The Supreme Court in People’s Union for Civil Liberties v. State of Maharashtra after elaborately dealing with the guidelines issued by NHRC, its own judgment and guidelines in D.K.Basu’s case (where custodial violence and deaths was the issue), statistics of National Crime Record Bureau, Universal Declaration of Human Rights, United Nations Code of Conduct for Law Enforcement Officers, Minnesota Protocol, suggestions of PUCL and the views of Central and State Governments and Union Territories and with the assistance of amicus curiae, laid down the standard procedure to be followed in matters of investigating police encounters in the case of death. It is surprising that the Chief Secretary makes no reference to the law laid down by the Supreme Court in the seminal decision or claim that the police followed the law in letter and spirit.     


Judicial intervention


The incident at Agali is under close judicial scrutiny.  It is reported that the Kerala High Court has stayed the cremation of two alleged Maoists, Anivaskam and Karthi and directed the preservation of bodies till further orders


No disclaimer by Chief Secretary contrary  to Conduct Rules


The views expressed by an officer working under the State Government is also worrisome for the following additional reasons. The Chief Secretary makes no disclaimer that the views expressed are his personal. 

Section 6 of the All India Services (Conduct) Rules, 1968, mandates that a public servant expressing his views, shall at all times make it clear that the views expressed, are of his own. It is to be noted that there is no such statement anywhere in the article authored by Mr.Tom Jose.  Therefore, one can draw an inference that it is indeed the opinion of the Government. Section 7 of the Conduct Rules further makes restrictions upon the expression of an opinion by any public servant which has the effect of an adverse criticism of any current or recent policy of the  Central or State Governments. Is this to be taken as government policy?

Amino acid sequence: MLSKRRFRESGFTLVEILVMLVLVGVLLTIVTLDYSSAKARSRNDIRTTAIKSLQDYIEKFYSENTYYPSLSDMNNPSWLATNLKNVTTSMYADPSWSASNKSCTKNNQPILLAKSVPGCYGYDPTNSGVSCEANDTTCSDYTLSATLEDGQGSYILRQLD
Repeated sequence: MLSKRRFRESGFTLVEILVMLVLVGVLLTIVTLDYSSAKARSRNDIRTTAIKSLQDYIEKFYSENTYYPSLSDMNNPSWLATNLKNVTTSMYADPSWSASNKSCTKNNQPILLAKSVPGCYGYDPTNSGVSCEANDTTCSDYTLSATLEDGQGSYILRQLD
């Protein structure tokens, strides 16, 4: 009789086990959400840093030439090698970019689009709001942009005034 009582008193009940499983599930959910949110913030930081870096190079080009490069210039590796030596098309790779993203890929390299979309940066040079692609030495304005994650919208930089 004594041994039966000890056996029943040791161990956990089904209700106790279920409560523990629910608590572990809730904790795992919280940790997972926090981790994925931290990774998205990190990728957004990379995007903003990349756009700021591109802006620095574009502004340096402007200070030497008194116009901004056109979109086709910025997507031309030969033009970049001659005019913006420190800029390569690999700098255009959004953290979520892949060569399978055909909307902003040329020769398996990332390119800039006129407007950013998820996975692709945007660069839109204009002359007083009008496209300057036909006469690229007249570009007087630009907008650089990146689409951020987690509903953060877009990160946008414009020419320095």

The reference by Chief Secretary in his article to the “human face of terrorists, seemingly benign and innocent but actively malignant and vicious..” is in close consonance with the new term “urban naxal”, coined to discredit human rights lawyers and advocacy groups. Chief Secretary has acted beyond the call of duty by attempting to give a philosophical sermon based on what the French philosopher, Albert Camus, has said as he is not engaging in an academic discourse nor a debate in the floor of the House as to what the government policy should be.  His duty is to implement the law, plain and simple.     


Democratic Governance


The Chief Secretary may be a high ranking official in the bureaucracy but we are a democracy governed by Rule of Law. We have elected representatives answerable to the Legislative Assembly and House of People. It is their duty to formulate the law and policy of governance.  Officials are duty-bound to follow the policy so formulated, but cannot themselves formulate policy for the simple reason that they are not directly accountable to the People. 

The parliamentary system envisages that the Ministers holding the portfolio are answerable to the people’s representative every day in the floor of the House. A bureaucrat can express an opinion in public forums and get away with it, without being cross-questioned by the elected representatives. That is why this opinion by Chief Secretary must not be given any importance which it does not deserve.